Rainbow Sash group denied Communion at St. Paul Cathedral

The archbishop of St. Paul refused to have the Eucharist become a sign of protest. As a result, more than 100 people were denied Communion yesterday at St. Paul’s Cathedral during the feast day mass for Pentecost. These churchgoers were wearing rainbow sashes, demonstrating their support for homosexuals and lesbians in the Church.

While the Rainbow Sash Alliance has been encouraging supporters to wear the rainbow-colored bands on Pentecost Sunday since 2001, this was the first time that Archbishop Harry Flynn decided to deny them Communion, reported the Associated Press.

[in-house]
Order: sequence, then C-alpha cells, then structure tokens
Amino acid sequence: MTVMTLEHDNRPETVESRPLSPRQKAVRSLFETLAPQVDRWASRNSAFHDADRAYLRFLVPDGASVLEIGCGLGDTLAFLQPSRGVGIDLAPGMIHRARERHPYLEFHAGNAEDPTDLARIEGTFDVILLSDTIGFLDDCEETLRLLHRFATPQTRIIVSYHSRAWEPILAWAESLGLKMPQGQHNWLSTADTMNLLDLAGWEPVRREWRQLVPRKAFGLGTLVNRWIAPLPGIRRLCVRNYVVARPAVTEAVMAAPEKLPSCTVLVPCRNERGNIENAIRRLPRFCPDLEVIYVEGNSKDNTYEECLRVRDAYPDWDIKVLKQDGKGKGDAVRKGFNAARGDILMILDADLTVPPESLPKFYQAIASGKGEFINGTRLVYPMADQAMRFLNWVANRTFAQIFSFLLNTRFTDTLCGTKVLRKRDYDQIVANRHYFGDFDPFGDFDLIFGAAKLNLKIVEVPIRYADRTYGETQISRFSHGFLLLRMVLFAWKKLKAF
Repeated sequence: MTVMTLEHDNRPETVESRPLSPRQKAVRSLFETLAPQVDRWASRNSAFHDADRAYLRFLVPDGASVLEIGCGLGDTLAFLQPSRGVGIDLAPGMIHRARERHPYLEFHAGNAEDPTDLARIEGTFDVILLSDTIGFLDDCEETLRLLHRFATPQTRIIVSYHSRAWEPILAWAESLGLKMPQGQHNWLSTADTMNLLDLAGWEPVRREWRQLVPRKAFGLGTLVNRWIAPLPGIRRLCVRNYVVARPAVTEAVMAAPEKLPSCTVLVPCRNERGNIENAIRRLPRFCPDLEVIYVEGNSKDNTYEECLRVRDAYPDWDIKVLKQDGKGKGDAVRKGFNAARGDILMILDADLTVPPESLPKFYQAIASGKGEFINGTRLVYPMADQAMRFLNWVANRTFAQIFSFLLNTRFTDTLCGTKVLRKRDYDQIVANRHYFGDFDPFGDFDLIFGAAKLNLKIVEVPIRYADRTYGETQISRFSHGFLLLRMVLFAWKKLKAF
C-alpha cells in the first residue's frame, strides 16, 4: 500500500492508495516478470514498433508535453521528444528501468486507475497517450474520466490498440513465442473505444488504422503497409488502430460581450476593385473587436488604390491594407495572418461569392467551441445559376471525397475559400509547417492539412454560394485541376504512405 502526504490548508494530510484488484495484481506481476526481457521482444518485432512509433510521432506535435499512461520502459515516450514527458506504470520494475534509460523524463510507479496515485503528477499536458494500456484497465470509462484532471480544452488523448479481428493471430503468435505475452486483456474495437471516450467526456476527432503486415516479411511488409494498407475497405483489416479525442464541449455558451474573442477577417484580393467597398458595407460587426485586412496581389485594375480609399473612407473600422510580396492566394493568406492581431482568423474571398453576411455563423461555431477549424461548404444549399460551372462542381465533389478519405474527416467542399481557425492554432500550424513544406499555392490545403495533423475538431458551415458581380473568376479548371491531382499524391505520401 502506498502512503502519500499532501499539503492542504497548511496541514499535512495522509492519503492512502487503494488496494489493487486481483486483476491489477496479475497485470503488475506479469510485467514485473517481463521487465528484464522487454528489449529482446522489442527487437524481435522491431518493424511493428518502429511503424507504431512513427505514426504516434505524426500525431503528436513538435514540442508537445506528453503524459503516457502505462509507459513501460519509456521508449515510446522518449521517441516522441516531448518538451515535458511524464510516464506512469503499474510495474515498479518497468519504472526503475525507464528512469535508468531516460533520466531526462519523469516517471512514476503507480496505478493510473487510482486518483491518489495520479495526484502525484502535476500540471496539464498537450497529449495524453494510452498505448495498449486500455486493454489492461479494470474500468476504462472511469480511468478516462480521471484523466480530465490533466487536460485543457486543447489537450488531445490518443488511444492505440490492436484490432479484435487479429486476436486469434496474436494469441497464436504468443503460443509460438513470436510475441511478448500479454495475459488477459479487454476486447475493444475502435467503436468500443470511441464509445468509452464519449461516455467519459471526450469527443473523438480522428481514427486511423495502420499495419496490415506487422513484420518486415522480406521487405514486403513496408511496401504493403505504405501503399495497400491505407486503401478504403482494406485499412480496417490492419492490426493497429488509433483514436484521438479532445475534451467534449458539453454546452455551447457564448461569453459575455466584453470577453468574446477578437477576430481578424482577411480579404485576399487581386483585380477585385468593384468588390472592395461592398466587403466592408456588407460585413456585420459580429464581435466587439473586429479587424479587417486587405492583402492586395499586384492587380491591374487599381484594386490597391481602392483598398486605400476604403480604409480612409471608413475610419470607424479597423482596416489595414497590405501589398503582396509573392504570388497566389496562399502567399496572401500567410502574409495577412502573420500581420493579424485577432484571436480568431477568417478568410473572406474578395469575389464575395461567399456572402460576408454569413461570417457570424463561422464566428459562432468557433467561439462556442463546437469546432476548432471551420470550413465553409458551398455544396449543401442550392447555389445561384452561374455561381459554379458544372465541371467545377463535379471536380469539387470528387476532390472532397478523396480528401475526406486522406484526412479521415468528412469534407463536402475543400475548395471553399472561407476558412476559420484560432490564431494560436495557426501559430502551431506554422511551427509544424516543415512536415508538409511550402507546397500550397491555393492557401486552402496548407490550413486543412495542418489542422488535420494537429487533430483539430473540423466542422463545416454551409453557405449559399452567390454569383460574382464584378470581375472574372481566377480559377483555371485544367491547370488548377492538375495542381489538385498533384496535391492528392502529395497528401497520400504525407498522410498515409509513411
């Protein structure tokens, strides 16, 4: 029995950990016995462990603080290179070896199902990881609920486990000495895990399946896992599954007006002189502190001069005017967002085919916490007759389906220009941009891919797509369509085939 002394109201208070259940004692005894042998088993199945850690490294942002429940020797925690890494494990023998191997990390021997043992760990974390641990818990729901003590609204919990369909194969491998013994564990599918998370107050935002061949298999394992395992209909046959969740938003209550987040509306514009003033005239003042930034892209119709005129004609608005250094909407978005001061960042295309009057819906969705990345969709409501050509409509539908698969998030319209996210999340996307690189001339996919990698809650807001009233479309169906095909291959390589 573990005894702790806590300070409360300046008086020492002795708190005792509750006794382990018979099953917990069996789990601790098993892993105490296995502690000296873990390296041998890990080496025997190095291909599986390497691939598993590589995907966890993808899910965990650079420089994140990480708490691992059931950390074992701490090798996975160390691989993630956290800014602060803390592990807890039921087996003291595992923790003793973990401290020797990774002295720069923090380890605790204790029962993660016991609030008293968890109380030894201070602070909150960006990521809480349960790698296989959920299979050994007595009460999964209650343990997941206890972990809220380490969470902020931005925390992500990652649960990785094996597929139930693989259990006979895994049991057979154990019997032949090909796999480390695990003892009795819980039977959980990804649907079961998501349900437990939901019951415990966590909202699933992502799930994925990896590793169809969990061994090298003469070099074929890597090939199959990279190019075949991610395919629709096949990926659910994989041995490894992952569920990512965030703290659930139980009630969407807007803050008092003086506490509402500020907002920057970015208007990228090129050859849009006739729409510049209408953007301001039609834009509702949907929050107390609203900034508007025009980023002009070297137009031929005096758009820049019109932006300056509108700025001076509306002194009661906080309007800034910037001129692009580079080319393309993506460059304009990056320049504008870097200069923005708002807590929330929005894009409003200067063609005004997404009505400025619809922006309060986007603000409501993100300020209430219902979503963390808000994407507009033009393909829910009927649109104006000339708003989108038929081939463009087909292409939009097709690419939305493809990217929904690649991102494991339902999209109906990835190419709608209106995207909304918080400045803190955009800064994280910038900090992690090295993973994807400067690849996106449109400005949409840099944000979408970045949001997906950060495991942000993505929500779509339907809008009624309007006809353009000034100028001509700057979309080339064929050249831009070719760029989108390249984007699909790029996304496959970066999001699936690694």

Archbishop Flynn told the group earlier this month about his decision, saying that over the years the sashes appeared to have become a protest against Church teaching.

It has never been acceptable "to use the reception of Communion as an act of protest," the archbishop wrote in a letter to Rainbow Sash Alliance organizer Brian McNeill.

According to the press report Fr. Michael Sklucazek made an announcement prior to Communion that anyone wearing a sash could come forward for a blessing but could not receive the Eucharist.

Parishioners reportedly sat or kneeled after receiving Communion, but sash-wearers remained standing with their hands cupped as a symbol that they still wanted the sacrament. Their silent protest lasted about five minutes, until parishioners rose for the final blessing.

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